Yes, Unitas and Meridith and Invisible Green. Yes. In my view this article's author couldn't have it more wrong. Not only because Joss and other ME writers have publicly expressed extremely critical views of Bush and his administration's policies, but also because the BuffyAngelVerse is much too layered and complex to be reduced to simplistic political interpretations as in this article.

Although, if anything, one could make the argument that Whedon et al. have actually been sticking it to the U.S. govt and its corporate sponsors since Day One --what with the questionable ethics of the Initiative (and its WWII-era precursor), the constant Whedonesque excoriation of big, corrupt corporations in league with the Wolf, Ram and Hart, the unwholesome hypocrisy of American television executives (Smile Time) and oooh, those members of the Circle of the Black Thorn, one of whom is an all-American senator from hell. Literally. The senator's quote about making her way to the top with the aid of secret funding from hostile governments seems if anything a blatant critique of how certain U.S. politicians used to be very, very chummy with Saddam Hussein back before he became part of the "axis of evil." (That is, if you feel you must tie the Buffyverse to the current geopolitical situation.) Oh, and who funded Osama bin Laden back when he was starting out as an anti-Soviet insurgent in Afghanistan? Hello? The U.S.! Why must we assume that the Big Bad that Angel and Buffy and their gang(s) were fighting in their final seasons was NOT the U.S. itself? In the eyes of the much of the world, the U.S. is the Big Bad. I'm not saying that that's necessarily what ME was positing but it seems just as likely an interpretation of the late-stage BuffyAngelverse narratives as anything else -- especially considering the political views of the ME folks.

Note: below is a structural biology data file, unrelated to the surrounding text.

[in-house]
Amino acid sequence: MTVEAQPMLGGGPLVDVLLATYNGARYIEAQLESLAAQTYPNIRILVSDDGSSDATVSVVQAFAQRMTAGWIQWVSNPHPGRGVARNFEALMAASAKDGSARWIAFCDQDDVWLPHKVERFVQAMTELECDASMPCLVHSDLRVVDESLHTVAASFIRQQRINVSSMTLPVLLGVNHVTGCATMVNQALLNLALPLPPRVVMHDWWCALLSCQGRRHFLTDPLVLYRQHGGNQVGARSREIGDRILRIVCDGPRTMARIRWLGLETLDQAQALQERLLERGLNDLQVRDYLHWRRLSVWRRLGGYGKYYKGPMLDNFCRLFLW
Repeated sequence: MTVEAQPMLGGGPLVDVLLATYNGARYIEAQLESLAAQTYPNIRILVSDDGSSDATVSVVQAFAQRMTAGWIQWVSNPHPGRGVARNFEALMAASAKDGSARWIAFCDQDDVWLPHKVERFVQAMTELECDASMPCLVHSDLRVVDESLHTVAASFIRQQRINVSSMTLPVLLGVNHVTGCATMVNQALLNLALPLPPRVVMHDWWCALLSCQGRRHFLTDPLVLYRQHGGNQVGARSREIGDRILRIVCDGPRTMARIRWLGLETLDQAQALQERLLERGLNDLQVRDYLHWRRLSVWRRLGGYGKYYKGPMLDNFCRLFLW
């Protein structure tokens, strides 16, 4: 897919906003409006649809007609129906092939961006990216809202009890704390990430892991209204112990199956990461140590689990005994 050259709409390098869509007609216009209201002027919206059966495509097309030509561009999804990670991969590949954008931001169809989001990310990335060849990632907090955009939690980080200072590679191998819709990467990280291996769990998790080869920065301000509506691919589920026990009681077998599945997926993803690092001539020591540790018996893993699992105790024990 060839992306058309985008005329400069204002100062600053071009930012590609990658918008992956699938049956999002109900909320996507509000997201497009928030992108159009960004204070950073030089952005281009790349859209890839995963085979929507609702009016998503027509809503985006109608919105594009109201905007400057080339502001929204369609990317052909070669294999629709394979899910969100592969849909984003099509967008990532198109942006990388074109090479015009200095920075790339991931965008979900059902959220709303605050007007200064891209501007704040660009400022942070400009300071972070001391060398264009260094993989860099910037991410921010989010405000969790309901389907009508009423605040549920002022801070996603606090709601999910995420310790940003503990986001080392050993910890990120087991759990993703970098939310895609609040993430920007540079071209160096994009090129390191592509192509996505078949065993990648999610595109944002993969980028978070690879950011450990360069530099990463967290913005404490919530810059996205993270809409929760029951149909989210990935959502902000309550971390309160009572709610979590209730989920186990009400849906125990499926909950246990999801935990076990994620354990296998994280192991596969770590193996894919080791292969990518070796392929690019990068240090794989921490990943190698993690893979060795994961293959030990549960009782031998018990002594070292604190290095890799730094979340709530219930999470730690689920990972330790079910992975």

Whatever. This article irks me in its reductionism. I want Illyria to step in here and make this person see some sense.

[ edited by phlebotinin on 2004-05-20 23:54 ]

[ edited by phlebotinin on 2004-05-20 23:55 ]
"Whatever. This article irks me in its reductionism. I want Illyria to step in here and make this person see some sense."

I'll pay to see that. And more than reductionism, this is pretty much revisionism in terms of theme.

Gets my nomination for 'Most Misguided Article' so far. Runner up is the 'Joss is Mean to Lesbians' one....
Well, after reading the article and some of the comments here, I've got just this: Can we say, "Finding what you want to find?"
"Well, after reading the article and some of the comments here, I've got just this: Can we say, "Finding what you want to find?"

Well that's only partially true since Joss' own comments clearly put the nix on some of this article's comments. You can't say Buffy S7 was an endorsement of Bush since Joss clearly stated it wasn't. So that is not even a matter of interpretation anymore but simply fact.
I disagree with this article, I don't think it was very complete.

"Well, after reading the article and some of the comments here, I've got just this: Can we say, "Finding what you want to find?"

hehe! check this out
comment by nightfever mon 12/8/2000 - 8;38am

it's about a fifth down the page and just a little more proof that u can find anything in anything.... not that I don't find these articles insightful and amusing, i'm just saying...

This thread has been closed for new comments.

You need to log in to be able to post comments.
About membership.

joss speaks back home back home back home back home back home